Tuesday, February 21, 2012

Recap Roundup - Top Chef Texas Finale Part One

Jordan Baker on the chefs' chatter about Bev: "That night, Sarah and Paul have a confab in one of the bedrooms, and talk about how much it would suck to end up in the last competition, and how they can’t underestimate Beverly. 'Beverly has already been eliminated once,' Sarah tells us. 'She has nothing to lose at this point. Now, Beverly is ready, she’s focused, she is that silent horse. She wants to be meek and timid and people don’t see her. And then she likes to attack like a tiger.'

"That is like a festival of mixed metaphors right there."

A Just Recompense took notes: "I have notes about everyone playing Sharon Stone and chopping through ice blocks FOR A HALF HOUR FOR HEAVEN’S SAKE to get at ingredients frozen therein; about Padma teasing Beverly about who she’s envisioning when she rips into that ice; about Paul beating Beverly to the ice block containing the crab legs, but helping the two women by smashing the ice blocks on the ground for them (which did little good, but it was still a nice gesture); about Sarah using frozen cream that separated but was rescued by blending her soup; about Paul winning, thank God, leaving the final match-up the producers were going to get no matter what anyone cooked: Beverly and Sarah."

Minxeats on the "Culinary" Games: "Paul, Sarah, and Bev must then compete in what might be the stupidest and most dangerous event in Top Chef history. All of their raw ingredients are frozen into giant blocks of ice which they must remove with the aid of ice picks. Tom provides the soundbite,"flash-frozen food is the next best thing to fresh," and I'm surprised that he doesn't add a plug for Healthy Choice or Schwann's or maybe his own brand of pre-packaged comestibles. (I'm thinking that a kid-friendly dish of hoop-shaped pasta--ColicchiOs--with either mini meatballs or chunks of hot dog, could be a big hit.) The chefs have one hour to retrieve their food and cook, outdoors, in the cold. Presumably medics are standing nearby with such necessities as frostbite medication and bourbon."

Max the Girl on bad dreams: "They meet Padma at the top of another mountain. 'Oh my God, she has a gun,' Sarah says when she sees Padma. (I had a nightmare like this once—except it was both Heidi Klum and Padma with guns and for some reason I was dressed in bearskins)."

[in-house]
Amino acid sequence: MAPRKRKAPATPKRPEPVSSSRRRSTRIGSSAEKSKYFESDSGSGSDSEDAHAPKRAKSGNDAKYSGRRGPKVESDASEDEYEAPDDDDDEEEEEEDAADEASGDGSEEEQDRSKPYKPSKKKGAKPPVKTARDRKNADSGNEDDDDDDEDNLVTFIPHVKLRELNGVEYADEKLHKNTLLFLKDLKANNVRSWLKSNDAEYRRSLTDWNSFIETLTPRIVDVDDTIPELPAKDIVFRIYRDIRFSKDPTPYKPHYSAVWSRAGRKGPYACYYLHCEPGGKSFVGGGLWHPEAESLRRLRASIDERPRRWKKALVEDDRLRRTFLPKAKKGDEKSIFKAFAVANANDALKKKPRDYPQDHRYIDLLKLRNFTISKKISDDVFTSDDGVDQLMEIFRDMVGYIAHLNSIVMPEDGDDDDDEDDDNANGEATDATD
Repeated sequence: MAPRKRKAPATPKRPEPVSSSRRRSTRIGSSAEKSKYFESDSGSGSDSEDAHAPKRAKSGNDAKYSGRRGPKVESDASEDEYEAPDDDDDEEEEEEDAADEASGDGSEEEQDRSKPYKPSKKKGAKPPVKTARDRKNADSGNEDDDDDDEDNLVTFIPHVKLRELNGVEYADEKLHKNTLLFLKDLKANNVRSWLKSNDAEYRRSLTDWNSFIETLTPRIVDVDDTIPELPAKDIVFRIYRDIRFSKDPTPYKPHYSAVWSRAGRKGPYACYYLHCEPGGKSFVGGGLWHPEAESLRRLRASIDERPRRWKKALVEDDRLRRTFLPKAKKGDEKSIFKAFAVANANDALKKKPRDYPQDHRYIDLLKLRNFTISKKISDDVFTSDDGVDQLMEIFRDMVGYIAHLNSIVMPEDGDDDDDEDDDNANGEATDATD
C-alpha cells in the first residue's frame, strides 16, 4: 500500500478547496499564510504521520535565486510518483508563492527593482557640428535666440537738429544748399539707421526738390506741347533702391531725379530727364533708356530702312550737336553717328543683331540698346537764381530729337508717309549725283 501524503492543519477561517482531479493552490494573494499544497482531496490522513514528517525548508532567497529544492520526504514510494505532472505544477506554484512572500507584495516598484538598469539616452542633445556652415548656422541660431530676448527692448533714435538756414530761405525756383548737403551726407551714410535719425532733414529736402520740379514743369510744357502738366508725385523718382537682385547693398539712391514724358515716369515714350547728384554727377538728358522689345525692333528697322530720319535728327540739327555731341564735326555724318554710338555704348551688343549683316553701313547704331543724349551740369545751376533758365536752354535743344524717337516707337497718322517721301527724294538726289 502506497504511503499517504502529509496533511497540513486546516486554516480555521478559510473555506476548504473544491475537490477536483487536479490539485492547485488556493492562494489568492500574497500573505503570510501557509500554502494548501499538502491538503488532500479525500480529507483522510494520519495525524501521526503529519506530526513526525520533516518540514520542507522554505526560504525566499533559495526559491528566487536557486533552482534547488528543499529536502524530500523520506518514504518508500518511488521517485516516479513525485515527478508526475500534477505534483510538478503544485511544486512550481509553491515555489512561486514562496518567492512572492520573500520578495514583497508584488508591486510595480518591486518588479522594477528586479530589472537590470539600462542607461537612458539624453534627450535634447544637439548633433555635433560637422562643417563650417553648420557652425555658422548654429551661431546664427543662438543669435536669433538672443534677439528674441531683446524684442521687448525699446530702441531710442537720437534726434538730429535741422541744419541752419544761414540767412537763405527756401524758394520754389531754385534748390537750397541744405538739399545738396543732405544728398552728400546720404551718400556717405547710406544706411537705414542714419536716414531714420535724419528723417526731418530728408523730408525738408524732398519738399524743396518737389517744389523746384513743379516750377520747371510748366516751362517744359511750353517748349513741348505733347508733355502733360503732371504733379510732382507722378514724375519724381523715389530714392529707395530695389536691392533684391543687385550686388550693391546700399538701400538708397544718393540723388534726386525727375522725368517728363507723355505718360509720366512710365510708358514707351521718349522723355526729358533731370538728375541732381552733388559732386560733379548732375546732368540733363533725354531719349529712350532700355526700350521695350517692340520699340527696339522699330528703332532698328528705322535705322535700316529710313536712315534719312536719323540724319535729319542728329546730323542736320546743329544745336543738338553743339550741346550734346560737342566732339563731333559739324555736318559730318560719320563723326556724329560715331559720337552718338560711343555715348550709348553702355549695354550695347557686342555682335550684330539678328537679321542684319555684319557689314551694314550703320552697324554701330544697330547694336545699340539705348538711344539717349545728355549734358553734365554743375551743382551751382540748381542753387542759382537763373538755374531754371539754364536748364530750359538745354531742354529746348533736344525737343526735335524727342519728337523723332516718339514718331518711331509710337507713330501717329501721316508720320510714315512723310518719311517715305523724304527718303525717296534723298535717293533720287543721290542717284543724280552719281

Eater on cooking in gondolas: "All four chefs are nauseous: Paul because of motion sickness, Beverly because of her fear of heights, and Sarah and Lindsay because of their new haircuts. Do these gondola lifts normally have mini-kitchens in them? Is that very popular in Whistler, British Columbia? I will be honest: I have never skied, so maybe people love deglazing chorizo with prune juice on their way back up the slopes. 'What's the salmon belly situation in our gondola lift?' That is a question skiers frequently ask before booking their lift tickets."

Entertainment Weekly on bias: "Beverly didn't find many of the Asian ingredients she needed in the Whistler Conference Center kitchen, while Sarah found plenty of the 'Germanic' and Italian ingredients that suited her style of cooking. After a season full of racial undertones, in which Heather and Sarah repeatedly implied that rustic Western food is more creative and worthy than Asian food, I couldn't help but think that the lack of Asian ingredients available in this crucial challenge created a cultural bias that favored Sarah. Beverly has been forced to cook Western food several times in this competition, which is totally fair as most of the season took place in Texas; but for all her bellyaching, Sarah was never once forced to cook Asian food. Sorry to make it an ethnic issue, but Sarah and Heather are the ones who made it an issue first. I can't get rid of the image of Heather patronizing Beverly by spitting at her, "I said rustic American food, not Asian." I hope this gets addressed at the Reunion."

Gail Simmons for PopWatch on Bev's gondola dish: "I thought it was very smart of Beverly [to do a cold dish]. There was nowhere in the rules where we said they couldn’t. They’re in the middle of winter [and] doing something cold is just one less thing to worry about, but just because it was cold doesn’t mean it was easy. [To make] a really great tartar, you have to take a lot of things into account. There’s a lot of really serious knife work that needs to happen to make a good tartar. Every piece needs to be the perfect little brunoise, and on a moving gondola, that’s not an easy thing to do. You also have to season very differently when things are cold, because things taste differently at different temperatures, and when things are warm, the flavor comes out much more. When they’re cold, you need to season more aggressively and carefully so that you can actually really taste the flavor of the food, and Beverly did that really, really well."

My Monkey Could Do That on ice breakers: "One hour to chip your stuff out. Paul beats Beverly to the crab legs. Then he gets lucky and throws his block on the ground to bust it all open. Beverly is using a frying pan, which I don’t think is going to work. Also I think she broke the pan. Paul eventually tells Beverly to be careful. Then, because Paul is awesome, he starts helping the girls break the other ice blocks open. I guess they’re not strong enough to lift the blocks high enough to dash them on the ground? Paul says it’s about the food, not about how many ice blocks you can chip. ARE YOU LISTENING PRODUCERS?"

Posted on AllTopChef.com

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